Penny Howard

On the Global Waterfront

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Suzan Erem and E Paul Durrenberger, Monthly Review Press, £12.99

On the Global Waterfront is a gripping account of the intersection of race and class in the US, in the tradition of the classic Detroit: I Do Mind Dying. Set on the docks of Charleston, South Carolina, in 2000, it is written as a detective story about racism, vicious state repression, and the power of the global working class.

Anthropology at the Dawn of the Cold War

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Dustin M. Wax, Pluto Press, £18.99

At its best, anthropology is about asking the big questions. Is there such a thing as human nature? What is the difference between humans and other animals? How can we account for the myriad of ways people have developed to live on this planet?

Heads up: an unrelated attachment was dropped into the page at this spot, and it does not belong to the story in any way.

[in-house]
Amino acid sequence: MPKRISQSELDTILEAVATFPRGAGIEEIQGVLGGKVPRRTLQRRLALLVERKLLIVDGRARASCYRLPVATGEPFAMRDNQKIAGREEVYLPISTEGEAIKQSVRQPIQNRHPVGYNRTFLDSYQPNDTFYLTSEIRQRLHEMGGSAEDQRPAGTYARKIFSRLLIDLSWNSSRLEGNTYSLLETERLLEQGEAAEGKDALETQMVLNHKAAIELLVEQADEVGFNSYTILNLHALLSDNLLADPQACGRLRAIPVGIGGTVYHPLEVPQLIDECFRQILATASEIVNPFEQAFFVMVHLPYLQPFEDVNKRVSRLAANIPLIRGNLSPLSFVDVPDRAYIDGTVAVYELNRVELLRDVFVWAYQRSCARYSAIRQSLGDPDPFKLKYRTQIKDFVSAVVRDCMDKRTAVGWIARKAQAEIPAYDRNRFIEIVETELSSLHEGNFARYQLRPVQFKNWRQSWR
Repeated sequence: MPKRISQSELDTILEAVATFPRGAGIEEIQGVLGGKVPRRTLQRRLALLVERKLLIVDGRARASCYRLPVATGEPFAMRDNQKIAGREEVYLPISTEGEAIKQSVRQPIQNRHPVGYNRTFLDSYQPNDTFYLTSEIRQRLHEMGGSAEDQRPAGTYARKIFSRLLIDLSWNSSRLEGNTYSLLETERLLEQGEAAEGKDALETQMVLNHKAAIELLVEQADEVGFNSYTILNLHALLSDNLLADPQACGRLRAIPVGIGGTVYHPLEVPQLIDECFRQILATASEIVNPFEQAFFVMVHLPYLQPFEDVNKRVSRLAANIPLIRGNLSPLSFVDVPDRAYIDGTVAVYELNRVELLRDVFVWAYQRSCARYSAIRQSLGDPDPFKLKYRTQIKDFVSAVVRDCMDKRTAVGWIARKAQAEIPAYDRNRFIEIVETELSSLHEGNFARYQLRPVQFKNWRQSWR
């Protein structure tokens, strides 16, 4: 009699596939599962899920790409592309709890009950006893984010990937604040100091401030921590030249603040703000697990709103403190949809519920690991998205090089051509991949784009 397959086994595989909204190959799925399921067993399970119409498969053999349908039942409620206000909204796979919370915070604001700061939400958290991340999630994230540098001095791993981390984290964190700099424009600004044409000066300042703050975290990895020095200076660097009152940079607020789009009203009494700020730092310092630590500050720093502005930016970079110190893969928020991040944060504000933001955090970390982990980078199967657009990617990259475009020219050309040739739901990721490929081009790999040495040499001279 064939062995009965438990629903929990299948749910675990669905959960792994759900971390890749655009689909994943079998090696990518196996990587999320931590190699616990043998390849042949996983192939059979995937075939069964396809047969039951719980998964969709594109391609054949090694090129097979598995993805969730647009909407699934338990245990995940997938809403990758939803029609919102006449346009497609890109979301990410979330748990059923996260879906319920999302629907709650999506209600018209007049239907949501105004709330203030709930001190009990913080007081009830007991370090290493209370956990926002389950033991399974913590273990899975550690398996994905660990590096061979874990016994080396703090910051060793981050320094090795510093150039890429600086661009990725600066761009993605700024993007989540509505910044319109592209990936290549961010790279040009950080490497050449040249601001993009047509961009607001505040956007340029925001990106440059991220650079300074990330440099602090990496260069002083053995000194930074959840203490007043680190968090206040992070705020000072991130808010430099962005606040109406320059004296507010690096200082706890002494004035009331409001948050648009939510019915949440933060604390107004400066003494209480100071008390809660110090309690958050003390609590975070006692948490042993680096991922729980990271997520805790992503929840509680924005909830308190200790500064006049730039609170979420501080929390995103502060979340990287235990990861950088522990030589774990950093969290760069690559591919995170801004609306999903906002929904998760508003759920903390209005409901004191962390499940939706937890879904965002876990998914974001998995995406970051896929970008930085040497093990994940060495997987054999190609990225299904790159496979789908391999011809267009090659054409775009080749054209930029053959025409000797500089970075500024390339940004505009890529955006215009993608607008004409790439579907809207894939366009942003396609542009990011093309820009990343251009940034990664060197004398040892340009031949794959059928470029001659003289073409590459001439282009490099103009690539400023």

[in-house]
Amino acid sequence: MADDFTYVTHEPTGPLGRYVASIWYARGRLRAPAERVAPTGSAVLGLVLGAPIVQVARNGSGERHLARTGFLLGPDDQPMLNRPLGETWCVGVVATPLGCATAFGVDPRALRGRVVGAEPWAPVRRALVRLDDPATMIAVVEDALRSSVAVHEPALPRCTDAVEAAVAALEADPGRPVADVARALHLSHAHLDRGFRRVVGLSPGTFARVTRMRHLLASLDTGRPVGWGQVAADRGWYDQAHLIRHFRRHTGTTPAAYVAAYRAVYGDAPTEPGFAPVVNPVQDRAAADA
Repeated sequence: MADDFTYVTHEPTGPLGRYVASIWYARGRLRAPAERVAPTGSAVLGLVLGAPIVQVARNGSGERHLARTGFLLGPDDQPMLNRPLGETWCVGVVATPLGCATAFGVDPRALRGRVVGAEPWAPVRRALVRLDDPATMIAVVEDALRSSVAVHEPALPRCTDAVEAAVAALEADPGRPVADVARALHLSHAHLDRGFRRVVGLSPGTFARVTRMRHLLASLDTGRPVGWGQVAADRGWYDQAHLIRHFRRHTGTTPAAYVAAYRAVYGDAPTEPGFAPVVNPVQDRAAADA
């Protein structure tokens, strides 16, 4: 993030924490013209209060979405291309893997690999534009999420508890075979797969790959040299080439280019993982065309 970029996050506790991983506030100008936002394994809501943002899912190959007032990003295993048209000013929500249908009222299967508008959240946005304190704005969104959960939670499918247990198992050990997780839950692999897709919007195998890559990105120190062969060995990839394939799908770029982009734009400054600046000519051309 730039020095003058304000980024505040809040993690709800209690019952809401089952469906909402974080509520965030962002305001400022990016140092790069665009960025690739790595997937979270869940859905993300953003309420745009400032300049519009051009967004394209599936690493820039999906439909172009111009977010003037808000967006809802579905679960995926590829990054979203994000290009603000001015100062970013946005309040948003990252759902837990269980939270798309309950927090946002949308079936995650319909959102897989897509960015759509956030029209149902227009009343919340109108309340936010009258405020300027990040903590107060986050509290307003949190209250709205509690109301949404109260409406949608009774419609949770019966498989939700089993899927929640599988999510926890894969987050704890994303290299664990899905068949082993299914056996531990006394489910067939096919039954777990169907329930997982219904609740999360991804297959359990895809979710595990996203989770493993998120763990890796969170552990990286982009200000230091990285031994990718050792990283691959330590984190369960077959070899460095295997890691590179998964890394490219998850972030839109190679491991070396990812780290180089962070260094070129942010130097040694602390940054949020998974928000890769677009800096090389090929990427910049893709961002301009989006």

This collection of essays, edited by Dustin M Wax, is a useful reminder of the political significance of these questions and the extent to which governments have been prepared to go to ensure that they get the "right" answers.

Anthropologists of the world, unite!

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Chris Harman laments the historical "role of most British anthropology as the handmaiden of colonialism" (In Perspective, Socialist Review, October 2007).

Readers may be pleased to know that today's social anthropologists are not making the same mistakes.

The fact that the US and Britain are losing in Iraq means they are increasingly desperate to look for "solutions". For this they have been turning to anthropologists and other social scientists, who have responded with outrage and clarity.

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